|Viridor’s energy-from-waste incinerator at Ardley in Oxfordshire was officially opened in June 2014 by His Royal Highness the Duke of Gloucester. The £205 million, 26 megawatt facility processes 300,000 tonnes-a-year of residual waste a year from Oxfordshire county council and other local authorities and businesses.
Construction of the ERF began in November 2011 by a CNIM Clugston joint venture and the facility exported its first electricity to the grid in August 2014. The plant has been awarded R1 efficiency status (an EU energy efficiency threshold), one of just a handful of facilities in the UK to have been awarded this. Ardley EfW facility is conveniently located near Bicester in Oxfordshire, just off the M40 motorway.
The Marmac Scope of Work included the Redesign, Supply, Installation and Testing of the Electrical Services for the Lighting Installations (including emergency lighting, control and all related equipment to form a functional lighting solution) to the following areas:
• Process Area 02 – Boiler Hall.
• Process Area 03 – Flue Gas Treatment.
• Process Area 04A – Water Treatment.
• Process Area 04B – Electrical Rooms excluding DNO.
• Process Area 06 – Turbine Hall.
• Process Area 07 – Air Cooled Condenser Area.
• Process Area 08 – Bottom Ash Hall conveyor walkway only.
The design of the process lighting was primarily prepared to align with the parameters defined in the CNIM Technical Specification though the requirements of this document were then amended due to a value engineering process and further changes to bring the requirements into line with other similar facilities in the UK.
The lighting installation provided under the contract is supplied from
the main plant electrical distribution network. Two power supplies are
provided by CNIM from their essential and non-essential electrical
distribution systems. These supplies serve new electrical lighting distribution panel boards (Essential and Non-Essential) which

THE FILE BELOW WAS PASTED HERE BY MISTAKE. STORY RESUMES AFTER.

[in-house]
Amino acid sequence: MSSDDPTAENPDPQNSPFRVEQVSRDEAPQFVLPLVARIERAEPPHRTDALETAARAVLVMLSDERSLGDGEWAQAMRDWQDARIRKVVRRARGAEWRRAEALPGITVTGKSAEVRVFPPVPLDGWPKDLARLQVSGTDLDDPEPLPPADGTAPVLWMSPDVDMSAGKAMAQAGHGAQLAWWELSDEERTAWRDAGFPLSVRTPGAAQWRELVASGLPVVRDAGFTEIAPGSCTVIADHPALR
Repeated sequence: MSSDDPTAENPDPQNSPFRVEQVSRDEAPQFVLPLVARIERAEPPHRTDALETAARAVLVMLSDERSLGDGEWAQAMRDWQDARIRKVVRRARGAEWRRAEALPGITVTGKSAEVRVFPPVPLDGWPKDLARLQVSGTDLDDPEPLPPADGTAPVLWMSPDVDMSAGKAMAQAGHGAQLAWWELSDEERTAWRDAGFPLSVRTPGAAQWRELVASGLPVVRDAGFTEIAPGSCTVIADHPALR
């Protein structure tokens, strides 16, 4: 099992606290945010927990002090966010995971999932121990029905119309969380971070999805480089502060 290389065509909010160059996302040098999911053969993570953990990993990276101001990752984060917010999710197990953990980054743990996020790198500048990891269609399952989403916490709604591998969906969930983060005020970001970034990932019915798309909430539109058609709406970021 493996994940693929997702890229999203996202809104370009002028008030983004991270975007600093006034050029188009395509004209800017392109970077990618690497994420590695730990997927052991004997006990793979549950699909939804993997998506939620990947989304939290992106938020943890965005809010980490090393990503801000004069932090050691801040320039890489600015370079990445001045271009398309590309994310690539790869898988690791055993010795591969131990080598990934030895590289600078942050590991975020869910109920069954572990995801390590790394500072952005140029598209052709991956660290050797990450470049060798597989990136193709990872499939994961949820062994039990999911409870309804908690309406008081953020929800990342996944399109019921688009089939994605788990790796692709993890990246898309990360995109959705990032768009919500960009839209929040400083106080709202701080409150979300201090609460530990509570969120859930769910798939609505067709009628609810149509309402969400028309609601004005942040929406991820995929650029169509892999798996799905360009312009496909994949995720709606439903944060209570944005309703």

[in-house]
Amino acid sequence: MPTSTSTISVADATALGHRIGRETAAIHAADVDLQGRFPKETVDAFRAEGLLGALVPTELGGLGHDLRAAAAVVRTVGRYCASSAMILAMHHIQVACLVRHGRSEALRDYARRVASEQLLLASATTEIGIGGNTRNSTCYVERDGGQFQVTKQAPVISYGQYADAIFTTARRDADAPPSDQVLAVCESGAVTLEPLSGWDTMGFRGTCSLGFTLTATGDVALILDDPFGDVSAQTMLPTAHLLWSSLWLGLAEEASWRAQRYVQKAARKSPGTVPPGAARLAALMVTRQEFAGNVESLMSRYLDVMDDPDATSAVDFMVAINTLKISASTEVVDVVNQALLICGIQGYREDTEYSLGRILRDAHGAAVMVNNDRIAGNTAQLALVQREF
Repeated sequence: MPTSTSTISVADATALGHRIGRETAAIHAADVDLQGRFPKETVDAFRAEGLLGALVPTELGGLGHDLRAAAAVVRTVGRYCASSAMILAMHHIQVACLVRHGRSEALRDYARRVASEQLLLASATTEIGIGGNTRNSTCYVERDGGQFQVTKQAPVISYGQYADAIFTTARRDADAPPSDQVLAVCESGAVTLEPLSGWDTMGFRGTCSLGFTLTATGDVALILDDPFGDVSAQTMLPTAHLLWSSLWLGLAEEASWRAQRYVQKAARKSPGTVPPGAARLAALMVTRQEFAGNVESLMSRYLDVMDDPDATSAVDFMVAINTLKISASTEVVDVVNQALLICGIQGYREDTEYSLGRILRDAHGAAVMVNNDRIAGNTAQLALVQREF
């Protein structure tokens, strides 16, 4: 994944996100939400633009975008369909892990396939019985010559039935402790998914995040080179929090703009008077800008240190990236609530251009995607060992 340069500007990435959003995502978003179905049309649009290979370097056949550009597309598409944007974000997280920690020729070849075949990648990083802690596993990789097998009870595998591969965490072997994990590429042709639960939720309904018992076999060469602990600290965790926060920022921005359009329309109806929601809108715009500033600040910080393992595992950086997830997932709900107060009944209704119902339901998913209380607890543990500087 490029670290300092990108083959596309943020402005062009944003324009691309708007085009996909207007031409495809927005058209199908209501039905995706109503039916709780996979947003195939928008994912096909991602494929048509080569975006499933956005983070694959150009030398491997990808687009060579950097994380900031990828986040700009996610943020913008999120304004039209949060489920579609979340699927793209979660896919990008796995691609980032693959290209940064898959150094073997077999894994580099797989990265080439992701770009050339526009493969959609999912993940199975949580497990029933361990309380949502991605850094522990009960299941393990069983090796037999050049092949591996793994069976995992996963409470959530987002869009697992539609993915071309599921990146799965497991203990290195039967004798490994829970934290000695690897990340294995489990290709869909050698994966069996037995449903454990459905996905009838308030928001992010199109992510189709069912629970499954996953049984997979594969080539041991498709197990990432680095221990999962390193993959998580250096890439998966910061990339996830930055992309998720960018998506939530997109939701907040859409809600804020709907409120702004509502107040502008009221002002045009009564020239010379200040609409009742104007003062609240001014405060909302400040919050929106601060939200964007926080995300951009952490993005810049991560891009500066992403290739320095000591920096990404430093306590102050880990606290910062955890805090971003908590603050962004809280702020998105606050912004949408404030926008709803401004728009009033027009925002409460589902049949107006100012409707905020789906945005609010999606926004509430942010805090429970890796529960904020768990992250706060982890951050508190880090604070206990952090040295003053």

act as the focal point for the L&P distribution network. Essential and Non-Essential local distribution boards are sited in the process areas.
Generally, Marmac Services Ltd were to utilise cable ladders and cable trays provided (by others) under separate work packages. Nominal allowances were made for supplementary containment systems to carry final circuit cabling however during the process of the works, requirements changed and we installed more than 10km of heavy duty cable tray.
The tray is installed as a complete system and supported using steel channel and fixing clips, brackets, etc. The channel and fixings are of the same finish as the tray. Where the finish was tarnished during erection, it has been repaired or touched up with a paint system to match the original finish. Supports were designed to take the full weight of the tray and cables, along with any imposed loads such as wind etc., and imposed loads produced during installation and cable pulling. Deflection between supports does not exceed the manufacturer’s recommendation.
The cables supplied and installed include:
• Cables to lighting distribution / lighting control cubicles (panel distribution boards, sub-distribution boards etc)
• Cables to luminaires, lighting control devices, junctions boxes and other equipment related to the identified lighting installation
• Control cables to lighting control equipment (contactors, switches etc)
Marmac installed circa 50km of SWA cabling throughout the process areas. All cables are suitable for their place of installation and they are fully resistant to all the expected environmental features, such as ambient temperature, UV exposure, chemical attack, physical damage, etc either by virtue of their special construction or because of the protective features of their method of installation.
Cables are installed on ladders, cables trays and in conduits as required. All cables are of the lead-free and halogen-free and fire retarding type (LSZH) and are coded in accordance with the requirements of BS 7671. In general armoured cables are used for the lighting installation. Cables are appropriately labelled at the supply end and the equipment to which it connects. LSZH means cables are low smoke cables which burn with a zero halogen content. Braided flexible LSF cables have been used for final connections from junction boxes to luminaires in the main process areas.